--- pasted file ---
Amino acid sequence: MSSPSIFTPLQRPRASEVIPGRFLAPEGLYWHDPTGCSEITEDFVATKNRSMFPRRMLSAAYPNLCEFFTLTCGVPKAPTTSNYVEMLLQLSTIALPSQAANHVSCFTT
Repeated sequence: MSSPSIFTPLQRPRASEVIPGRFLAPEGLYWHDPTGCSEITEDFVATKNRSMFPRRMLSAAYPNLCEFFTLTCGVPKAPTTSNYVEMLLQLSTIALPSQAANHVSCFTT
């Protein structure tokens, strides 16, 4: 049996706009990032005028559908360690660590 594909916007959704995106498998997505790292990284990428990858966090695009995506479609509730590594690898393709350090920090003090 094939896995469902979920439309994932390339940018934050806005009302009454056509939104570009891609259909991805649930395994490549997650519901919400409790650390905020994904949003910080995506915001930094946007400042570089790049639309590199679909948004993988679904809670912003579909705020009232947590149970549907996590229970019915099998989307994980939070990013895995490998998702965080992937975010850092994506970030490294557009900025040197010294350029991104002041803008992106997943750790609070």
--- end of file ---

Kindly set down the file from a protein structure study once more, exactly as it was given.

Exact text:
Amino acid sequence: MSSPSIFTPLQRPRASEVIPGRFLAPEGLYWHDPTGCSEITEDFVATKNRSMFPRRMLSAAYPNLCEFFTLTCGVPKAPTTSNYVEMLLQLSTIALPSQAANHVSCFTT
Repeated sequence: MSSPSIFTPLQRPRASEVIPGRFLAPEGLYWHDPTGCSEITEDFVATKNRSMFPRRMLSAAYPNLCEFFTLTCGVPKAPTTSNYVEMLLQLSTIALPSQAANHVSCFTT
């Protein structure tokens, strides 16, 4: 049996706009990032005028559908360690660590 594909916007959704995106498998997505790292990284990428990858966090695009995506479609509730590594690898393709350090920090003090 094939896995469902979920439309994932390339940018934050806005009302009454056509939104570009891609259909991805649930395994490549997650519901919400409790650390905020994904949003910080995506915001930094946007400042570089790049639309590199679909948004993988679904809670912003579909705020009232947590149970549907996590229970019915099998989307994980939070990013895995490998998702965080992937975010850092994506970030490294557009900025040197010294350029991104002041803008992106997943750790609070």